Is it possible to experience abstract artworks without using your eyes? How can a visual art exhibition be experienced by people who are partially sighted or blind? Josef and Anni Albers: Voyage inside a blind experience considers these questions by presenting key works from the artists alongside tactile models, braille texts, and playful art encounters led by touch.
The works on display include Anni Albers’ hugely influential textile works, Josef Albers’ renowned Homage to the Square paintings, and a selection of his record cover designs accompanied by the original jazz music. The show also includes a darkroom where visitors are invited to explore objects by touch, as well as a section that reflects on the importance of Albers’ teaching that emphasised a sense of feeling as well as seeing art.
Josef Albers was first a pupil and then teacher at the Bauhaus, the German design school founded by Walter Gropius in 1919. He subsequently repeated his teaching experience in the American Black Mountain College and at Yale University, and the exhibition features diverse types of exercises and studies which the artist carried out with his students. During his time teaching in America, Josef and his students began experimenting with studies of the relationships between colours using assemblages of coloured paper and collages of dried leaves. Colour, for both Josef and Anni Albers, was an important field of research. The influence between colours affected the forms and their interaction in the space.
The exhibition presents a selection of the works of Josef Albers, entitled Homages to the Square. Josef produced hundreds of variations on the basic compositional scheme of three or four squares set inside each other. These paintings and prints, as well as two original Unfinished Homages to the Square, reveal the considerable thought that he gave to the interaction between different colour combinations.
Anni Albers came from a wealthy family but, unable to adhere to the expectations of this world, she became a student at the Bauhaus. Her creations celebrate the physical elements of her medium, drawing beauty from the threads and knots intertwined with unusual materials. She spent the rest of her life in search of new ways to do things and her seminal text On Weaving was published in 1965. The Glucksman is proud to present a wide selection of her textiles, prints and drawings that demonstrate her deep commitment to experimentation with form across materials.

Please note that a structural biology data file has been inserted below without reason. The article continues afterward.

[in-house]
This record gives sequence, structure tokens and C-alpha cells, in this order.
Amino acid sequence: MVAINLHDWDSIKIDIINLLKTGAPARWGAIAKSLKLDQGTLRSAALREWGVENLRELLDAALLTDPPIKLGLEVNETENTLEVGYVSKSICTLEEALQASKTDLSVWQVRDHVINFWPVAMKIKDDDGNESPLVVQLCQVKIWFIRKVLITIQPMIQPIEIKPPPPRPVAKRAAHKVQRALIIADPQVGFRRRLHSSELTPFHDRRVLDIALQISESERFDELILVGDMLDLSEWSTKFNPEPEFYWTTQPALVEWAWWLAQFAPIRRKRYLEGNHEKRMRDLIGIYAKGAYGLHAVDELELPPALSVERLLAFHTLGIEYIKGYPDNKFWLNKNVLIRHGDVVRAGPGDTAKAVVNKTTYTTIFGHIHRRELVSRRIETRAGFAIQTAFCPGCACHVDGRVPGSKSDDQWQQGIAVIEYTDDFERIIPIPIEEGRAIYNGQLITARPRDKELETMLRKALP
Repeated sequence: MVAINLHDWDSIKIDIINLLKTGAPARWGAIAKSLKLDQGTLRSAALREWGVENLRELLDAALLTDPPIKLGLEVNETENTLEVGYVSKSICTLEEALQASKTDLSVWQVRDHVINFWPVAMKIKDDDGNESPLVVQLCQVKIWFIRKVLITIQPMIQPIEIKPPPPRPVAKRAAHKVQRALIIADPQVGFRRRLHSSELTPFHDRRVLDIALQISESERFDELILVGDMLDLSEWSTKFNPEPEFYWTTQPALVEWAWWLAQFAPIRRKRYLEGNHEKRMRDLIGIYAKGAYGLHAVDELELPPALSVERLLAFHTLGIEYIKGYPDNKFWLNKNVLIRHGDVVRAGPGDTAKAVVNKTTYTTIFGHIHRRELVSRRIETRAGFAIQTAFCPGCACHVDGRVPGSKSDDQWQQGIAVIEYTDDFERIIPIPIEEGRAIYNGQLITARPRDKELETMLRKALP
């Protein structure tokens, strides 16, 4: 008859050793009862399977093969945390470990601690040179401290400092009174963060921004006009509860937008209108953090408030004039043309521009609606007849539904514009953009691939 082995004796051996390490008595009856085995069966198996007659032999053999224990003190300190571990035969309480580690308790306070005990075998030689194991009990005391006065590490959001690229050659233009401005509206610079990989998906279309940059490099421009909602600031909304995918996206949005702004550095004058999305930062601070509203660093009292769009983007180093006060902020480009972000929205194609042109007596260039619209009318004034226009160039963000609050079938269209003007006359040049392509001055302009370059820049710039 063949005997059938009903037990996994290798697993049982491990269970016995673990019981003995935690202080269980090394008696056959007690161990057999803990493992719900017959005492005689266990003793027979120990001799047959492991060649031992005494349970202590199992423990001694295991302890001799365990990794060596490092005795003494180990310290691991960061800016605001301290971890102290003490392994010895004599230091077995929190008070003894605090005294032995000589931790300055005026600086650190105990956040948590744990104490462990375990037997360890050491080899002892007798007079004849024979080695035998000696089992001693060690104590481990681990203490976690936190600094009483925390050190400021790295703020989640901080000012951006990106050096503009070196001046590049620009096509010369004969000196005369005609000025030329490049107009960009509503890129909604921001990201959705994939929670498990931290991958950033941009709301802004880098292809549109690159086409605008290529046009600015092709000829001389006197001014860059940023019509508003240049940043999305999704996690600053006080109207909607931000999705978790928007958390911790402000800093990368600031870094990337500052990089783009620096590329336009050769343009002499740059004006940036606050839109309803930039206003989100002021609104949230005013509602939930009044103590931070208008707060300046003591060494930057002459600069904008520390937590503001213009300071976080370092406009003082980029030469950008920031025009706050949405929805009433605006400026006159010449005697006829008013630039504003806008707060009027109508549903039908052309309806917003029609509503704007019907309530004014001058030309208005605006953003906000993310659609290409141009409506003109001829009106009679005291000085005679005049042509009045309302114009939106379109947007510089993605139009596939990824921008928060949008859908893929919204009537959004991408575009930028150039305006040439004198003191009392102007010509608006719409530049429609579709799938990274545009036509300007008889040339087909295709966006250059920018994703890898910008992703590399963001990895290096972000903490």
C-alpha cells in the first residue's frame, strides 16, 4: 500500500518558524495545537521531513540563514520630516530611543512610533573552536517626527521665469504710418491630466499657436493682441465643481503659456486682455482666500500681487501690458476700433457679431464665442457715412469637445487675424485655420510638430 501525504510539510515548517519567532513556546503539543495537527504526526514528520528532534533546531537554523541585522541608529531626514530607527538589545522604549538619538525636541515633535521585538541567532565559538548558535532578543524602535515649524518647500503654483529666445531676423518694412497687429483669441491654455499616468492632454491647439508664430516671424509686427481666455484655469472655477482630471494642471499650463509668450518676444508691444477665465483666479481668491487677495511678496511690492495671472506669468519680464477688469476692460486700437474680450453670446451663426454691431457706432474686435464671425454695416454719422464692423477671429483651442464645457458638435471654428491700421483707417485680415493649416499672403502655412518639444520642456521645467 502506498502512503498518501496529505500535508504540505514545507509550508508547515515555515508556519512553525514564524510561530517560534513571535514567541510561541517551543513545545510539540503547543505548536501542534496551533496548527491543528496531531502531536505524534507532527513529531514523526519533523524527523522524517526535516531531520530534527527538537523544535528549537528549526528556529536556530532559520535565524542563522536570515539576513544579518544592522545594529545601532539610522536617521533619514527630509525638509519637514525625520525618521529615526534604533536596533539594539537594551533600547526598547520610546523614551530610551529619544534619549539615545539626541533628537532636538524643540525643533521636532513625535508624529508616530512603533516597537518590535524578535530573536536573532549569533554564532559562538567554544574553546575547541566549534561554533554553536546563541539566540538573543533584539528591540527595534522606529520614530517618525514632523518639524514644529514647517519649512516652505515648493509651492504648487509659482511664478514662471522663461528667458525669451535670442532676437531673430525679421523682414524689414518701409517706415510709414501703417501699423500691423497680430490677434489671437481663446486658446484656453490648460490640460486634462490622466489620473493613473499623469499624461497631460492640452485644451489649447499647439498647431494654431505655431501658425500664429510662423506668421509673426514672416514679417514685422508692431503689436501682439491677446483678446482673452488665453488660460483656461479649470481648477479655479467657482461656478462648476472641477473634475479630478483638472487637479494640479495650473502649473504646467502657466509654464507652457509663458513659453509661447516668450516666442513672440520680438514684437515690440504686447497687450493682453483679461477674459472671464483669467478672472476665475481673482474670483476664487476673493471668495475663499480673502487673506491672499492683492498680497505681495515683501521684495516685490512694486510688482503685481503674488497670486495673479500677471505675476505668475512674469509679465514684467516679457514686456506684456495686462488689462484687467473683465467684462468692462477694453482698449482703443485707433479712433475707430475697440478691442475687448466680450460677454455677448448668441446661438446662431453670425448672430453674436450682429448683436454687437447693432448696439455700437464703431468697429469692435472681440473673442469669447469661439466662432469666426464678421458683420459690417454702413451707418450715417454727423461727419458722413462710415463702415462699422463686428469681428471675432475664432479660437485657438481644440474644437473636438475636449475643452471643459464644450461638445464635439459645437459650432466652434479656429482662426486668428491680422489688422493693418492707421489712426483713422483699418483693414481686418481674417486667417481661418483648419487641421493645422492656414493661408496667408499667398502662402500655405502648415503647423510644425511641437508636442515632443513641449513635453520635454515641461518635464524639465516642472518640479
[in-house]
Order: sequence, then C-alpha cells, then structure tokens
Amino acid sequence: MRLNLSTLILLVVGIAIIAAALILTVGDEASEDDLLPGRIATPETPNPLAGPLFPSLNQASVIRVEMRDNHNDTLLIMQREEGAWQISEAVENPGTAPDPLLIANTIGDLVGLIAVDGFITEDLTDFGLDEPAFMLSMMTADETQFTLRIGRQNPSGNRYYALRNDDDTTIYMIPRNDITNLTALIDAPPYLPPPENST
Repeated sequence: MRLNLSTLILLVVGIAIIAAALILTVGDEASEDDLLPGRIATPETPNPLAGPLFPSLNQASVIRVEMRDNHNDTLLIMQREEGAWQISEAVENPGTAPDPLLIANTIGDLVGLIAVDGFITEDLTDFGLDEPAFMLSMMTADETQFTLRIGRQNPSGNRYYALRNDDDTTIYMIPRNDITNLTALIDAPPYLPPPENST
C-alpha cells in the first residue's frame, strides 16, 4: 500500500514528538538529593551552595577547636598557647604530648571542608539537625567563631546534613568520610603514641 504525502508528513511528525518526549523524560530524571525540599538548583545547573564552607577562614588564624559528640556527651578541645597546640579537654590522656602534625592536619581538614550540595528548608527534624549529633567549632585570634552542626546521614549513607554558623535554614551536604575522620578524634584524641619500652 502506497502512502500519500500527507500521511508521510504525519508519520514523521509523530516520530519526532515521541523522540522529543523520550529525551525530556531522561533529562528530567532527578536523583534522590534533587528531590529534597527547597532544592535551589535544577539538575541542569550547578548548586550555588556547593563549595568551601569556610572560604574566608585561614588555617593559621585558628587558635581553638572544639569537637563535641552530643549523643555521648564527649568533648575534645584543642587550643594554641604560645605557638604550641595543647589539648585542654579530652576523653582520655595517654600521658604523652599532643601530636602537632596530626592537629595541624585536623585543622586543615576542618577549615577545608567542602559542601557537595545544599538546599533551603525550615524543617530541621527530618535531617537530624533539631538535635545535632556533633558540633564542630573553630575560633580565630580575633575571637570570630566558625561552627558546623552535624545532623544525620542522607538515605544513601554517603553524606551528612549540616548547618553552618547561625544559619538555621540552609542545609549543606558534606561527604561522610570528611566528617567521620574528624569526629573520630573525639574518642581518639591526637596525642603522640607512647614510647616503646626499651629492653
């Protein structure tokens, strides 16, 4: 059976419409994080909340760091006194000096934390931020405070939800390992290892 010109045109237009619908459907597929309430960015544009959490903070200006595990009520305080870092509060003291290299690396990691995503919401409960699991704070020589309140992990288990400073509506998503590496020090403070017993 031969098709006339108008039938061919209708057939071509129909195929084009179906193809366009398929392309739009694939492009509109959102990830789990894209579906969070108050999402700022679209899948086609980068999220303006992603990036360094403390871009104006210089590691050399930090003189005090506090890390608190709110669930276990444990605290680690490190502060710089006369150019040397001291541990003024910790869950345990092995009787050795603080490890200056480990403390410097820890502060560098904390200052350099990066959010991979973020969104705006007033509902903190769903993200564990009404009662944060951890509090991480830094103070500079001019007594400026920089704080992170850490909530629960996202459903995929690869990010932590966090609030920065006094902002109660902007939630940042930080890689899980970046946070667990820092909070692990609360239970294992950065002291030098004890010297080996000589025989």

Josef and Anni Albers: Voyage inside a blind experience also presents a selection of works that relate to the ongoing relationship the artists had with Latin America. Between 1935 and 1936, the Albers travelled for the first time to Latin America. They returned to visit archaeological sites, to collect findings, and built up a vast collection of artefacts. The typical step-pyramid constructions, the maps of ancient sites, as well as the façades of buildings and ornamental patterns of Andean fabrics, are echoed in the works on display.
Developed in partnership with the Josef and Anni Albers Foundation and Atlante Servizi Culturali, along with the expertise of l’Istituto dei Ciechi di Milano, a leading institute for people who are visually impaired in Milan, Italy, the exhibition is supported by the Arts Council of Ireland and the Creative Europe Programme of the European Union. Following its presentation at the Glucksman, the exhibition is touring to the Museum of Contemporary Art, Zagreb, Croatia.
The Glucksman also presents Please Touch: Tactile encounters, a parallel exhibition of works by Irish artists Rhona Byrne, Maud Cotter, Richard Forrest, and Katie Watchorn, whose individual practices often emphasise texture and tangibility. Audiences are invited to feel the textures of the artwork. From intricate geometrical shapes to skin-like resin surfaces, assemblages of diverse materials to artworks you can wear, Please Touch emphasises the value of an embodied encounter with visual art.
University College Cork
Cork | Ireland
Josef Albers, Studies for Homage to the Square, 1962–67. Oil on masonite. Photo: Jed Niezgoda. Courtesy of the Josef and Anni Albers Foundation, Bethany, Connecticut.